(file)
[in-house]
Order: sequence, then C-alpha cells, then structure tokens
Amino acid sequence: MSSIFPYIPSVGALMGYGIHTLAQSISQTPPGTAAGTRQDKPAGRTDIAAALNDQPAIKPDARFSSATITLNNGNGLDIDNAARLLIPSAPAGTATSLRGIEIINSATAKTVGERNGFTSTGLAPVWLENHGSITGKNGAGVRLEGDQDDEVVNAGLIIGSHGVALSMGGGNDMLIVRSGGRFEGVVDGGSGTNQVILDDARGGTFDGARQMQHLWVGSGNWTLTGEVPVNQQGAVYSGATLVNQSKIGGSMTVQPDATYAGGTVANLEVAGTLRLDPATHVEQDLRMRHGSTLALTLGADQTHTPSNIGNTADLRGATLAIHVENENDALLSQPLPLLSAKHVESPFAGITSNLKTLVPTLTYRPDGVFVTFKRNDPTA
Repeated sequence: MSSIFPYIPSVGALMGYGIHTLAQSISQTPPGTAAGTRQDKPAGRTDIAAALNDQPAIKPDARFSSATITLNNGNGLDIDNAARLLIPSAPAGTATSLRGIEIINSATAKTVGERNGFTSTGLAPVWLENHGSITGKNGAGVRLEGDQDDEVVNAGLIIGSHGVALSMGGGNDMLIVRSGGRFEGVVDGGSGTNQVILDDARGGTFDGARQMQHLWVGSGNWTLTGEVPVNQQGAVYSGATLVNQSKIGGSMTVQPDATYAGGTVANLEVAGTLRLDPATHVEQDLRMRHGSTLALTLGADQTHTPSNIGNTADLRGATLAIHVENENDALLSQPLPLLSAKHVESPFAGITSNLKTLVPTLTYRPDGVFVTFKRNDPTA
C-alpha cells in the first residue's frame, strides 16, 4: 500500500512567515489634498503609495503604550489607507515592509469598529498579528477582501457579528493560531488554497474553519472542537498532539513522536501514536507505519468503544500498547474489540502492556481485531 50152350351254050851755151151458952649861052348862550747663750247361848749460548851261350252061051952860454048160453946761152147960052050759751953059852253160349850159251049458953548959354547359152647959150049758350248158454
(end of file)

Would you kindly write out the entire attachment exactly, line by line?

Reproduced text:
[in-house]
Order: sequence, then C-alpha cells, then structure tokens
Amino acid sequence: MSSIFPYIPSVGALMGYGIHTLAQSISQTPPGTAAGTRQDKPAGRTDIAAALNDQPAIKPDARFSSATITLNNGNGLDIDNAARLLIPSAPAGTATSLRGIEIINSATAKTVGERNGFTSTGLAPVWLENHGSITGKNGAGVRLEGDQDDEVVNAGLIIGSHGVALSMGGGNDMLIVRSGGRFEGVVDGGSGTNQVILDDARGGTFDGARQMQHLWVGSGNWTLTGEVPVNQQGAVYSGATLVNQSKIGGSMTVQPDATYAGGTVANLEVAGTLRLDPATHVEQDLRMRHGSTLALTLGADQTHTPSNIGNTADLRGATLAIHVENENDALLSQPLPLLSAKHVESPFAGITSNLKTLVPTLTYRPDGVFVTFKRNDPTA
Repeated sequence: MSSIFPYIPSVGALMGYGIHTLAQSISQTPPGTAAGTRQDKPAGRTDIAAALNDQPAIKPDARFSSATITLNNGNGLDIDNAARLLIPSAPAGTATSLRGIEIINSATAKTVGERNGFTSTGLAPVWLENHGSITGKNGAGVRLEGDQDDEVVNAGLIIGSHGVALSMGGGNDMLIVRSGGRFEGVVDGGSGTNQVILDDARGGTFDGARQMQHLWVGSGNWTLTGEVPVNQQGAVYSGATLVNQSKIGGSMTVQPDATYAGGTVANLEVAGTLRLDPATHVEQDLRMRHGSTLALTLGADQTHTPSNIGNTADLRGATLAIHVENENDALLSQPLPLLSAKHVESPFAGITSNLKTLVPTLTYRPDGVFVTFKRNDPTA
C-alpha cells in the first residue's frame, strides 16, 4: 500500500512567515489634498503609495503604550489607507515592509469598529498579528477582501457579528493560531488554497474553519472542537498532539513522536501514536507505519468503544500498547474489540502492556481485531 50152350351254050851755151151458952649861052348862550747663750247361848749460548851261350252061051952860454048160453946761152147960052050759751953059852253160349850159251049458953548959354547359152647959150049758350248158454